The Old Turkey-Israel Relationship Isn't Coming Back

The U.S. has tried to push them back together—but close friendship was always an anomaly.

Turkish foreign minister Ahmet Davutoglu’s recent criticisms of Israel for not fulfilling Turkey’s conditions for normalizing relations—which were severed over the 2010 Gaza flotilla incident—shows the limits on U.S. influence in Turkish-Israeli relations.

Since the Obama-brokered Israeli apology in March 2013, the reconciliation process has moved at a snail’s pace. With no tangible breakthrough in negotiations on compensation for the families of the ship attack victims, relations continued to suffer throughout Turkey’s turbulent summer. Erdogan and his aides’ remarks blaming the “Jewish diaspora” for the internal turmoil, and Israel for the Egyptian coup, further undermined Obama’s efforts to revitalize relations.

Fixing Turkish-Israeli relations has become something of a Sisyphean task for U.S. policymakers, who have gone to great lengths in their attempts to revive the 1990s—the glorious era in bilateral Israeli-Turkish relations. But the love affair of the 1990s was an anomaly, not the norm. And right now Washington can do little to change that. It may be time to lower expectations, and simply work to prevent problems in Turkish-Israeli relations from affecting Turkish-U.S. ties.

Easier said than done. Israel is a central consideration in American foreign policy in the Middle East, and Ankara’s relations with Tel Aviv affect its relations with Washington. Most importantly, Erdogan’s close ties with Hamas, a U.S.-designated terrorist organization, are a serious irritant. After Hamas cut its umbilical cord with Iran and Syria, Ankara has emerged as one of its most notable patrons, something that cannot easily be overlooked in Washington or by Jewish groups. But Turkey is one of the few countries the U.S. can work with in the region, and it should not let relations fall victim to the woes in Turkish-Israeli ties.

The rise and fall of an alliance

Until the 1990s, ties between Turkey and Israel were informal and distant, despite being part of the same camp during the Cold War. Turkey was the first Muslim-majority country to recognize Israel in 1949, mostly to please the U.S. and further its NATO aspirations. But this did not lead to a bourgeoning relationship. Throughout this period, Ankara mostly maintained a pro-Arab tilt, not allowing the U.S. to use its bases in Turkey to support Israel during the Six-Day and Yom Kippur wars, and joining other Arab countries in calling for return to pre-1967 borders.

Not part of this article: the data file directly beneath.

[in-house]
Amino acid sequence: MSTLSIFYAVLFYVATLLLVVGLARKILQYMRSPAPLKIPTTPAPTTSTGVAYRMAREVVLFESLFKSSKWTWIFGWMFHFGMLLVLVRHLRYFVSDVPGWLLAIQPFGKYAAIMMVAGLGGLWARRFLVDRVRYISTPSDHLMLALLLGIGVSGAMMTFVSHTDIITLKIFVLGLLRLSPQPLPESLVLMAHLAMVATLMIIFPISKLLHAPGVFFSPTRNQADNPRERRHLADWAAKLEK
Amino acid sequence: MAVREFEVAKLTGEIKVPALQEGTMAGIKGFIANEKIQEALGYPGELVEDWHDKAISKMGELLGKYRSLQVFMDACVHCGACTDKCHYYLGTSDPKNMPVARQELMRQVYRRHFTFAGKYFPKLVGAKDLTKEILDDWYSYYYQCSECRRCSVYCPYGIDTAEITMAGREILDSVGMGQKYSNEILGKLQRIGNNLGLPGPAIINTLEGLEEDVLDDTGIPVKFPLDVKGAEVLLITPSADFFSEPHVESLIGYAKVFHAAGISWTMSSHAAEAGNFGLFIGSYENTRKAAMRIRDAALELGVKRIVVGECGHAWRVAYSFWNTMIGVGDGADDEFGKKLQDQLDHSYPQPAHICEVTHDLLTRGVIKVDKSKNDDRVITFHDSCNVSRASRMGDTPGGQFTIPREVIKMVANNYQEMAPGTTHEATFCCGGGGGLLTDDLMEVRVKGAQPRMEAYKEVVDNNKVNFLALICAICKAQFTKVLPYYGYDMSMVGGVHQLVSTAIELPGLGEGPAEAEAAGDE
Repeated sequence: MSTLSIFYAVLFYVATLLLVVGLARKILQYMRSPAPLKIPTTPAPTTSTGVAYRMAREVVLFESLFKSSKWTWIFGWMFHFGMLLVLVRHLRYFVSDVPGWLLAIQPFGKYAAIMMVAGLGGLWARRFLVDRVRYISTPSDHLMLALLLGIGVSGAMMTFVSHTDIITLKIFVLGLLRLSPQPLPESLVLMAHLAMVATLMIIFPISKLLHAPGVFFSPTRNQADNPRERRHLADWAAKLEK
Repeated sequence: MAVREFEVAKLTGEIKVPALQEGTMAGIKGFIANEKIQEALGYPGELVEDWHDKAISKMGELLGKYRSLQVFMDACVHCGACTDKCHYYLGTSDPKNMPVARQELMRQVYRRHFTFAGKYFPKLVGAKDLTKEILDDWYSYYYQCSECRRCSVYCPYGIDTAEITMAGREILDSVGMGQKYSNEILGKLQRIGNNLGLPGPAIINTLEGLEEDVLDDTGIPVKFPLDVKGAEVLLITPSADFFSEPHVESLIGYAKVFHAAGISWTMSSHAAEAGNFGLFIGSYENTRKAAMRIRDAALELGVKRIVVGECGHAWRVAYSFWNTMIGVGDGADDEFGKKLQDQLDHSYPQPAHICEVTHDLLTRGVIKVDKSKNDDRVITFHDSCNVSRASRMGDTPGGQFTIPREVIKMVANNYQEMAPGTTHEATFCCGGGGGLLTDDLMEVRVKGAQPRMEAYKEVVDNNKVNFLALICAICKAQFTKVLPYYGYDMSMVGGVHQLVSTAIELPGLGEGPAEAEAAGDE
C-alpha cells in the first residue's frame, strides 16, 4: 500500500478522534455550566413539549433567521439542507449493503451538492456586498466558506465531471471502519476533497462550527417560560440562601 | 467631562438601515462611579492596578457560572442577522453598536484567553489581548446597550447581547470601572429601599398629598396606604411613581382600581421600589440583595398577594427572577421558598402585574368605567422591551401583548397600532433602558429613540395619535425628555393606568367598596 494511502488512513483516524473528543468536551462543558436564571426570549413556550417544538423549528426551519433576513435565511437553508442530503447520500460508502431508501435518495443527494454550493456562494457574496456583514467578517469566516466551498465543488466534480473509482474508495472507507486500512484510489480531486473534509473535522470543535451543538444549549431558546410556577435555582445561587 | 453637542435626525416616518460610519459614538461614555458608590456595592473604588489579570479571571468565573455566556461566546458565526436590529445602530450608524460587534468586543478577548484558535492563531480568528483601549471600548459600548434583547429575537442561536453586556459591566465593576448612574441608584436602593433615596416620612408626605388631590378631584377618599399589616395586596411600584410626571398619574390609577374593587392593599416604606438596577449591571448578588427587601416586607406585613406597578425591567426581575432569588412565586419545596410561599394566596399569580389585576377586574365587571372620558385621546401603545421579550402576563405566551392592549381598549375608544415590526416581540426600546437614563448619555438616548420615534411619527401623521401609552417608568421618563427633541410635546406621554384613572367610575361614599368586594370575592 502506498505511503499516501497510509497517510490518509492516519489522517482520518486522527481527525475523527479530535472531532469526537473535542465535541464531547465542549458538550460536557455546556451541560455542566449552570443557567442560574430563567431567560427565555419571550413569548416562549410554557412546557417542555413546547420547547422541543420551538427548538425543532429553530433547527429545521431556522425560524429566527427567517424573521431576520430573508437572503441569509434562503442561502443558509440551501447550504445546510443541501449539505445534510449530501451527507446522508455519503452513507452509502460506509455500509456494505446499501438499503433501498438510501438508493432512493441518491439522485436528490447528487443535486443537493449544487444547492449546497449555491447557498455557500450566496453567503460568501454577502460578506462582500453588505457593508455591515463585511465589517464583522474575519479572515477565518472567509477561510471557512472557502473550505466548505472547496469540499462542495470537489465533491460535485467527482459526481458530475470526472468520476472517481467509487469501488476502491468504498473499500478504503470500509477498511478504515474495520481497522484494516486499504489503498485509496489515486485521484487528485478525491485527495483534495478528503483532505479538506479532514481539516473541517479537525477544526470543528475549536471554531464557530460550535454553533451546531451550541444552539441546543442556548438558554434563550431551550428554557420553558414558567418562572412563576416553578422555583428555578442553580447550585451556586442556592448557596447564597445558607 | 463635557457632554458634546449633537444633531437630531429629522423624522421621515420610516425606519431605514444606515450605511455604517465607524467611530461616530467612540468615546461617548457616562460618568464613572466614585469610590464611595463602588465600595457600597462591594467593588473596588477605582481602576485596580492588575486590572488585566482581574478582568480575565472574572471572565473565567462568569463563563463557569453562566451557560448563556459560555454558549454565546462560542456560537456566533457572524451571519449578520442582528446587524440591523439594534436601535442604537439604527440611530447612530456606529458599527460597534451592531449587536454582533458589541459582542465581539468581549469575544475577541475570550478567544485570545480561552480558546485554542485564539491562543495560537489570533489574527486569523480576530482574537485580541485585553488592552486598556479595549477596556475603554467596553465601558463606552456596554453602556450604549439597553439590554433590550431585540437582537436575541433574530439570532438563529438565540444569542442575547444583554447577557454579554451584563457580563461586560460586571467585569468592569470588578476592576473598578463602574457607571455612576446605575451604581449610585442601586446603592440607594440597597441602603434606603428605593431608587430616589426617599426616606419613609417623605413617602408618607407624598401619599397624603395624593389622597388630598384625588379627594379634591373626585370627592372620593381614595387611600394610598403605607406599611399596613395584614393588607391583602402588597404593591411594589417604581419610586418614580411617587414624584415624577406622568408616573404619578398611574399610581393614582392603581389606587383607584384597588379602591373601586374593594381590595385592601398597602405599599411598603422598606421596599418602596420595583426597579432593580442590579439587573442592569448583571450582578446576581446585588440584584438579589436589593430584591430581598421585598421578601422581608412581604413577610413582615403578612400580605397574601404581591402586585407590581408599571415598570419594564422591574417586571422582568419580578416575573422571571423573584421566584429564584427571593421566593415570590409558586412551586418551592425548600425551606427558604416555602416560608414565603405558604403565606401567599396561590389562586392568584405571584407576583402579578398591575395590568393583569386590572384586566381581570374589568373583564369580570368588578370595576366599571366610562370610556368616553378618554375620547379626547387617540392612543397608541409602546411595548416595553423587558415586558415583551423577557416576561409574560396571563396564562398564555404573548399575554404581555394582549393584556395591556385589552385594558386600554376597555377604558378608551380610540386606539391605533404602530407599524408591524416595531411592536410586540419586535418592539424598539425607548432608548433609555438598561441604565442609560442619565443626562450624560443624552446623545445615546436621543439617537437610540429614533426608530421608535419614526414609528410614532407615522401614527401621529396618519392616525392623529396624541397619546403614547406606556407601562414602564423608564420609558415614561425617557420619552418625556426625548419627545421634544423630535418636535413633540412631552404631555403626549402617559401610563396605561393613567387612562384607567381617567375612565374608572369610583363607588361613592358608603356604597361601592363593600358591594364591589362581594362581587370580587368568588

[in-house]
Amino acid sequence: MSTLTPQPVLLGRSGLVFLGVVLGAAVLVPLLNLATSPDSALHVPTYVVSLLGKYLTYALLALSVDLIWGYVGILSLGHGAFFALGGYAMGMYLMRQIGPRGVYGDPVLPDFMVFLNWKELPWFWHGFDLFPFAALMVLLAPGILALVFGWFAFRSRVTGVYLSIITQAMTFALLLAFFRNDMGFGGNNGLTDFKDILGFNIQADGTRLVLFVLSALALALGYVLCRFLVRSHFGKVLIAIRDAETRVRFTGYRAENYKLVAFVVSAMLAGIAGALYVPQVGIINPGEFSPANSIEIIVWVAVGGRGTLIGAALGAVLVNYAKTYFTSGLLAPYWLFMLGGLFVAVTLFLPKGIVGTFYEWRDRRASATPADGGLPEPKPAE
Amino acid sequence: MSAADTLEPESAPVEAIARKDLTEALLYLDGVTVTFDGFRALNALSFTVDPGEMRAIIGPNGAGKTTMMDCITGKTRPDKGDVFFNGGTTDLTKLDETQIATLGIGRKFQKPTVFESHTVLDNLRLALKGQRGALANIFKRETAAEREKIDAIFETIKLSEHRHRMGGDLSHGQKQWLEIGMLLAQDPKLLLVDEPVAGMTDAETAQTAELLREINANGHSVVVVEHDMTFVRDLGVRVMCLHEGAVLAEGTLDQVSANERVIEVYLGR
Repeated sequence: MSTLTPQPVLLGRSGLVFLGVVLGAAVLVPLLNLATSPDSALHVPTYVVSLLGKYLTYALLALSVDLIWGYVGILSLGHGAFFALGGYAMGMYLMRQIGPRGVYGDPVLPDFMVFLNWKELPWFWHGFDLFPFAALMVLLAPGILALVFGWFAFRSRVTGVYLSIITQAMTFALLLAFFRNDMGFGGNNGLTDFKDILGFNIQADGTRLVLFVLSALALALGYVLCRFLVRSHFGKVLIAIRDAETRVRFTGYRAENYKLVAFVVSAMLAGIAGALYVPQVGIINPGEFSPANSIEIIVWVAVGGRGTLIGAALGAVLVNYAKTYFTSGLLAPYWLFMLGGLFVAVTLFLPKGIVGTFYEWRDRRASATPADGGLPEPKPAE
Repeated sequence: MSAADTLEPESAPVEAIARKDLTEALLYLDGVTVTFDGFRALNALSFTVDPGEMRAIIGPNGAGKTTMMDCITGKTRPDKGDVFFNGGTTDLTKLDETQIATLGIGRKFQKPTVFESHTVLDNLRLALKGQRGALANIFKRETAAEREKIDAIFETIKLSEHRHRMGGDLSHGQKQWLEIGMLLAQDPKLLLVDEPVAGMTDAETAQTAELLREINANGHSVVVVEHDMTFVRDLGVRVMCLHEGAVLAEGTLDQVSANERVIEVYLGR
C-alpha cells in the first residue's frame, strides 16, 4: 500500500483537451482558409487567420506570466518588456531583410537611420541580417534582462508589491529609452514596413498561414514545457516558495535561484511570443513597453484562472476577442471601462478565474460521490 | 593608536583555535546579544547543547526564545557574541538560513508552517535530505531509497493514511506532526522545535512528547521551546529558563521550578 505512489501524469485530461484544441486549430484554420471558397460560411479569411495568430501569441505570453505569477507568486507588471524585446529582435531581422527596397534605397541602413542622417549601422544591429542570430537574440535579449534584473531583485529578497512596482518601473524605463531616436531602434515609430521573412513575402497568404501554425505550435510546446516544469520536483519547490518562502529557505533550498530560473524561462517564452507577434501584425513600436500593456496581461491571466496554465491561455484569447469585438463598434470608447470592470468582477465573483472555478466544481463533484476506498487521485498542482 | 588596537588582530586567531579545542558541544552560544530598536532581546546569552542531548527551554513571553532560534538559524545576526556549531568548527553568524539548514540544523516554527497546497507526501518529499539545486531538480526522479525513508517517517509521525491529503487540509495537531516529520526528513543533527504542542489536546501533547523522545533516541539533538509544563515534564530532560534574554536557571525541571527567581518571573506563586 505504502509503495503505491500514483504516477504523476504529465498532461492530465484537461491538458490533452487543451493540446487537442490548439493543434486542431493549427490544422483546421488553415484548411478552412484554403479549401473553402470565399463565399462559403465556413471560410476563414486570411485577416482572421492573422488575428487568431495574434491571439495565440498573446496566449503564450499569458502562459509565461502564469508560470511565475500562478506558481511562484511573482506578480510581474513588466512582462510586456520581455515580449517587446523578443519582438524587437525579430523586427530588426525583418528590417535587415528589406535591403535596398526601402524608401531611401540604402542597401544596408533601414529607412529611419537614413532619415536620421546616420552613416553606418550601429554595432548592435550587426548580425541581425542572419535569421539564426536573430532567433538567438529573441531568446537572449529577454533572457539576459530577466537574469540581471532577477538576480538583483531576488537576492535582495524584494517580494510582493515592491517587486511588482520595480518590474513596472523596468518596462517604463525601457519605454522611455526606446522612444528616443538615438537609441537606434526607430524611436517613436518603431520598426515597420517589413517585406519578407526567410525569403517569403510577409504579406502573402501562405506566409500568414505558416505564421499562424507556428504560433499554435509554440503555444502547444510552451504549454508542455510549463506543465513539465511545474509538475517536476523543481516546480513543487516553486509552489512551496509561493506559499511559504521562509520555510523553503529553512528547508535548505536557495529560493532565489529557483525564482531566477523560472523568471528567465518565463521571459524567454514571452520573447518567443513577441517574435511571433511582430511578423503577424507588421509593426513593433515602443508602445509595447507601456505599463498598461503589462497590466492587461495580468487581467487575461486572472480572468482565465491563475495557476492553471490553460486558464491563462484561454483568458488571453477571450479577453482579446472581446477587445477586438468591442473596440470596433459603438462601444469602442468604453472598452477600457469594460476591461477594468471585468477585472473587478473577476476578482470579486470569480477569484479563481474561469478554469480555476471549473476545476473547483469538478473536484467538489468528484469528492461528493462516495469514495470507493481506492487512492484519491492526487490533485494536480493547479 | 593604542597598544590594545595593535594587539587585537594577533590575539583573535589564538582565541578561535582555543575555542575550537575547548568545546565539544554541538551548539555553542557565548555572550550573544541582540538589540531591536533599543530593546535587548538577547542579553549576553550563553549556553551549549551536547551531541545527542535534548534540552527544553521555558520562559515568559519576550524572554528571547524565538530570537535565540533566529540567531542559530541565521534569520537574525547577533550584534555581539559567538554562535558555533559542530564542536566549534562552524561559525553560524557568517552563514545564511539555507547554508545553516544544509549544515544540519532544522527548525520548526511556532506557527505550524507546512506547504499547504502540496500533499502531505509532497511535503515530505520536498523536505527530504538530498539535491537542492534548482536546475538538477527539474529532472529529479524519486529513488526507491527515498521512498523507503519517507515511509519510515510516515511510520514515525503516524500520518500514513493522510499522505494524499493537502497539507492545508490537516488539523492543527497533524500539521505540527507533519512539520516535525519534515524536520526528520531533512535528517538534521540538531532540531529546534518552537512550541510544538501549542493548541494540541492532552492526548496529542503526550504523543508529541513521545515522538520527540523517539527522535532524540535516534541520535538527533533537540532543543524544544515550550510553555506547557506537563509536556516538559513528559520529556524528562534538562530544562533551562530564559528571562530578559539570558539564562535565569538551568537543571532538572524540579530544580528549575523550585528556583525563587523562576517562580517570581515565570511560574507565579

Fast forward to the 1990s. Relations grew strong. In 1991, Ankara upgraded relations with Israel to the ambassadorial level. This was followed by agreements on tourism, economic cooperation, and free trade, but the center of bilateral ties came to be extensive military cooperation. Both countries began joint air-force training, naval visits, military personnel exchanges, military technology transfers, and joint military research. Ankara granted Israel access to Turkish airspace and Israel agreed to upgrade Turkey’s ground and air forces. The two countries also conducted naval exercises in the Eastern Mediterranean.

The factors that drove Turkey to Israel included enlisting the support of the powerful Israel lobby to improve ties with Washington, which suffered under heavy influence of the Greek and Armenian lobbies, and growing frustration with the lack of Arab support for the Turkish Cypriots who had been internationally isolated since proclaiming independence from Greek Cyprus in 1983. The Oslo peace process and Israeli-Palestinian reconciliation also created an environment conducive to warmer ties with Israel.

Most importantly, Ankara was driven by its insecurities in the region. In the 1990s, Turkey’s relations with its neighbors were fraught with problems. Ties with Syria were severed because of the latter’s support of the Kurdistan Workers’ Party (PKK), whose exiled leader was sheltered in Damascus. Furthermore, Ankara eyed with suspicion the Kurdish enclave in northern Iraq formed in the aftermath of the Gulf War, which it feared would embolden its own restive Kurdish population. Turkish elites also saw Tehran as a threat, not least because of its efforts to export its revolution and its ties with the PKK.

All was not quiet on the western front either. Hostile relations with Greece over maritime disputes in the Aegean drove both countries to the brink of war several times. Close ties with Israel helped break this growing isolation, and improved relations with the United States. In cozying up to Israel, Turkey’s military also wanted to undermine the Islamist prime minister Erbakan—a staunch anti-Westernist who saw Turkey’s future with the Islamic world. For the Turkish military, the alliance was a bulwark against “theocratic extremism.”

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